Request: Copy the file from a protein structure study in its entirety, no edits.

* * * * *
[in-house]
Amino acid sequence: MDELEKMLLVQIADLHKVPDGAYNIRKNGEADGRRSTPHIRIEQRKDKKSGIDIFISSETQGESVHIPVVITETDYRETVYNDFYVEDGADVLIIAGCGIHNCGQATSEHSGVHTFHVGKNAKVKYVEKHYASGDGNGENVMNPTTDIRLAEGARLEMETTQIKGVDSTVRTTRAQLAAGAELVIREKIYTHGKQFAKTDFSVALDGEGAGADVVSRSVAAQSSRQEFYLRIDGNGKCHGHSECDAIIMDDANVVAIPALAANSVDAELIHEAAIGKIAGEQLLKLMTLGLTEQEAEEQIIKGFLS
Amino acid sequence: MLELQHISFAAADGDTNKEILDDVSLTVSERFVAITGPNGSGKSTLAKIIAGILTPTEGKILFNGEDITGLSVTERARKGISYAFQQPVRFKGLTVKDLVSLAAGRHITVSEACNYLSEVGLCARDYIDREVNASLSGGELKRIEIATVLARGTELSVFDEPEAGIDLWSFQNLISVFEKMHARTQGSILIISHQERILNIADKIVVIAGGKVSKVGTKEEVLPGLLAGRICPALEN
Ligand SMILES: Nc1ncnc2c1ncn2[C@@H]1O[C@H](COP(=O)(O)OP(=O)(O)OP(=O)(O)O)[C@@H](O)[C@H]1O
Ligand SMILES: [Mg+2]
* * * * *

[in-house]
Amino acid sequence: MDELEKMLLVQIADLHKVPDGAYNIRKNGEADGRRSTPHIRIEQRKDKKSGIDIFISSETQGESVHIPVVITETDYRETVYNDFYVEDGADVLIIAGCGIHNCGQATSEHSGVHTFHVGKNAKVKYVEKHYASGDGNGENVMNPTTDIRLAEGARLEMETTQIKGVDSTVRTTRAQLAAGAELVIREKIYTHGKQFAKTDFSVALDGEGAGADVVSRSVAAQSSRQEFYLRIDGNGKCHGHSECDAIIMDDANVVAIPALAANSVDAELIHEAAIGKIAGEQLLKLMTLGLTEQEAEEQIIKGFLS
Amino acid sequence: MLELQHISFAAADGDTNKEILDDVSLTVSERFVAITGPNGSGKSTLAKIIAGILTPTEGKILFNGEDITGLSVTERARKGISYAFQQPVRFKGLTVKDLVSLAAGRHITVSEACNYLSEVGLCARDYIDREVNASLSGGELKRIEIATVLARGTELSVFDEPEAGIDLWSFQNLISVFEKMHARTQGSILIISHQERILNIADKIVVIAGGKVSKVGTKEEVLPGLLAGRICPALEN
Ligand SMILES: Nc1ncnc2c1ncn2[C@@H]1O[C@H](COP(=O)(O)OP(=O)(O)OP(=O)(O)O)[C@@H](O)[C@H]1O
Ligand SMILES: [Mg+2]